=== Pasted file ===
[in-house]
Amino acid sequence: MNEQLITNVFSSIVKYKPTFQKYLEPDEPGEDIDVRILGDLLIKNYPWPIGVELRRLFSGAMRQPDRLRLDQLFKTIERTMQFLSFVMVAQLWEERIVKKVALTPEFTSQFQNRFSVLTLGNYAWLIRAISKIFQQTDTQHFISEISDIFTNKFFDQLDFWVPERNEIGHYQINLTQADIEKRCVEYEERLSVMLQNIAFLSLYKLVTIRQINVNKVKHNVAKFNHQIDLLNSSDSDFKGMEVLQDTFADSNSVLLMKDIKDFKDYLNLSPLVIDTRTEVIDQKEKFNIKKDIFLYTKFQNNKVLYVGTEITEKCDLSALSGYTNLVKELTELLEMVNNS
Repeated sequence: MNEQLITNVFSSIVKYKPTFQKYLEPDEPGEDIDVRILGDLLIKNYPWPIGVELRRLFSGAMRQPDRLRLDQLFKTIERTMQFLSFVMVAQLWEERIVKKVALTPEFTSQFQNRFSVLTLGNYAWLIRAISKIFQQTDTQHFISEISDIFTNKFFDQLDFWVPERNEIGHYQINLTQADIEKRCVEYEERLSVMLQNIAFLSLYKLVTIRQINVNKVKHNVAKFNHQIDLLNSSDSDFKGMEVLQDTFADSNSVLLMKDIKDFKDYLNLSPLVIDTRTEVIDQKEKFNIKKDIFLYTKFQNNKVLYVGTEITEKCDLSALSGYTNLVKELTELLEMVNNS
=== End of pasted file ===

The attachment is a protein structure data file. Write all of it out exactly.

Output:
[in-house]
Amino acid sequence: MNEQLITNVFSSIVKYKPTFQKYLEPDEPGEDIDVRILGDLLIKNYPWPIGVELRRLFSGAMRQPDRLRLDQLFKTIERTMQFLSFVMVAQLWEERIVKKVALTPEFTSQFQNRFSVLTLGNYAWLIRAISKIFQQTDTQHFISEISDIFTNKFFDQLDFWVPERNEIGHYQINLTQADIEKRCVEYEERLSVMLQNIAFLSLYKLVTIRQINVNKVKHNVAKFNHQIDLLNSSDSDFKGMEVLQDTFADSNSVLLMKDIKDFKDYLNLSPLVIDTRTEVIDQKEKFNIKKDIFLYTKFQNNKVLYVGTEITEKCDLSALSGYTNLVKELTELLEMVNNS
Repeated sequence: MNEQLITNVFSSIVKYKPTFQKYLEPDEPGEDIDVRILGDLLIKNYPWPIGVELRRLFSGAMRQPDRLRLDQLFKTIERTMQFLSFVMVAQLWEERIVKKVALTPEFTSQFQNRFSVLTLGNYAWLIRAISKIFQQTDTQHFISEISDIFTNKFFDQLDFWVPERNEIGHYQINLTQADIEKRCVEYEERLSVMLQNIAFLSLYKLVTIRQINVNKVKHNVAKFNHQIDLLNSSDSDFKGMEVLQDTFADSNSVLLMKDIKDFKDYLNLSPLVIDTRTEVIDQKEKFNIKKDIFLYTKFQNNKVLYVGTEITEKCDLSALSGYTNLVKELTELLEMVNNS